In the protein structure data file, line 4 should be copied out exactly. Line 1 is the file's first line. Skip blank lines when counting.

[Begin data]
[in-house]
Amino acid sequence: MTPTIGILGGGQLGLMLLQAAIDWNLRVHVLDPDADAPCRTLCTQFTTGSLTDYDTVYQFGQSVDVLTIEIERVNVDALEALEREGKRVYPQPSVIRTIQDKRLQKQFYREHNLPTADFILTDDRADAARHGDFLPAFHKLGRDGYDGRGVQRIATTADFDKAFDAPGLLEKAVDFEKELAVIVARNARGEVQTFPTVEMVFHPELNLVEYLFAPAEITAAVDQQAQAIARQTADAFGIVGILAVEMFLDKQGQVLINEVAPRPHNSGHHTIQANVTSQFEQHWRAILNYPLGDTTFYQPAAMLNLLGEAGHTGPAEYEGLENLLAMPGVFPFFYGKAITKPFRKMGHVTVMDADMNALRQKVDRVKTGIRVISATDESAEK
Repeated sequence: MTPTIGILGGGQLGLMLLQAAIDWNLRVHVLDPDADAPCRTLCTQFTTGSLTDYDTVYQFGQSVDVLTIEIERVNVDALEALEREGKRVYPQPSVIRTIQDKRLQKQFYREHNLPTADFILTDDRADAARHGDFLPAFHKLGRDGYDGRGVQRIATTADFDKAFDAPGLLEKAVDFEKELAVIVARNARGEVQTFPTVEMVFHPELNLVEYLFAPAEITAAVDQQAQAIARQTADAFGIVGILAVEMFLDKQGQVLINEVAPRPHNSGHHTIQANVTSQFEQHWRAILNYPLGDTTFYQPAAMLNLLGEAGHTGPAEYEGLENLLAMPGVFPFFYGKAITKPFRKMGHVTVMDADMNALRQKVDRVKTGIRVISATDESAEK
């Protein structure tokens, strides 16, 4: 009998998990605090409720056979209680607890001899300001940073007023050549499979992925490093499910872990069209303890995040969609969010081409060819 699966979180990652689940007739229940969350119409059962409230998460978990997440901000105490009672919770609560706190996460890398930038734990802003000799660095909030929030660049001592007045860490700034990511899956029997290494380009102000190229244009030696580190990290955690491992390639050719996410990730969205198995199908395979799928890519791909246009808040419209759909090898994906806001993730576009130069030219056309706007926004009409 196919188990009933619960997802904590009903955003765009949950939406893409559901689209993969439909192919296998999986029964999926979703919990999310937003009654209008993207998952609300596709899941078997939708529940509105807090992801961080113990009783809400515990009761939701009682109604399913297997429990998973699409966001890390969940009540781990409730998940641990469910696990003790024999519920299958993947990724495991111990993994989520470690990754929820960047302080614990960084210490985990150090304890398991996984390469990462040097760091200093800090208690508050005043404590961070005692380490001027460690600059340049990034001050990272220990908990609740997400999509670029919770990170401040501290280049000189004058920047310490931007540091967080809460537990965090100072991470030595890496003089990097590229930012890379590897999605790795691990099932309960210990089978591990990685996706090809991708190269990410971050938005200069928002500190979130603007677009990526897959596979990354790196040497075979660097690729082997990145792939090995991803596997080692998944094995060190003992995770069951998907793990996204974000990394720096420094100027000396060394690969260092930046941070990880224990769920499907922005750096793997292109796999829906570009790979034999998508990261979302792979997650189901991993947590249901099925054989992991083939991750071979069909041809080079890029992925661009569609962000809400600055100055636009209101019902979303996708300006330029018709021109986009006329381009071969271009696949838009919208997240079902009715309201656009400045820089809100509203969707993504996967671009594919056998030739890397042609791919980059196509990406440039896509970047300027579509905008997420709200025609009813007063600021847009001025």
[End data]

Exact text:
């Protein structure tokens, strides 16, 4: 009998998990605090409720056979209680607890001899300001940073007023050549499979992925490093499910872990069209303890995040969609969010081409060819 699966979180990652689940007739229940969350119409059962409230998460978990997440901000105490009672919770609560706190996460890398930038734990802003000799660095909030929030660049001592007045860490700034990511899956029997290494380009102000190229244009030696580190990290955690491992390639050719996410990730969205198995199908395979799928890519791909246009808040419209759909090898994906806001993730576009130069030219056309706007926004009409 196919188990009933619960997802904590009903955003765009949950939406893409559901689209993969439909192919296998999986029964999926979703919990999310937003009654209008993207998952609300596709899941078997939708529940509105807090992801961080113990009783809400515990009761939701009682109604399913297997429990998973699409966001890390969940009540781990409730998940641990469910696990003790024999519920299958993947990724495991111990993994989520470690990754929820960047302080614990960084210490985990150090304890398991996984390469990462040097760091200093800090208690508050005043404590961070005692380490001027460690600059340049990034001050990272220990908990609740997400999509670029919770990170401040501290280049000189004058920047310490931007540091967080809460537990965090100072991470030595890496003089990097590229930012890379590897999605790795691990099932309960210990089978591990990685996706090809991708190269990410971050938005200069928002500190979130603007677009990526897959596979990354790196040497075979660097690729082997990145792939090995991803596997080692998944094995060190003992995770069951998907793990996204974000990394720096420094100027000396060394690969260092930046941070990880224990769920499907922005750096793997292109796999829906570009790979034999998508990261979302792979997650189901991993947590249901099925054989992991083939991750071979069909041809080079890029992925661009569609962000809400600055100055636009209101019902979303996708300006330029018709021109986009006329381009071969271009696949838009919208997240079902009715309201656009400045820089809100509203969707993504996967671009594919056998030739890397042609791919980059196509990406440039896509970047300027579509905008997420709200025609009813007063600021847009001025």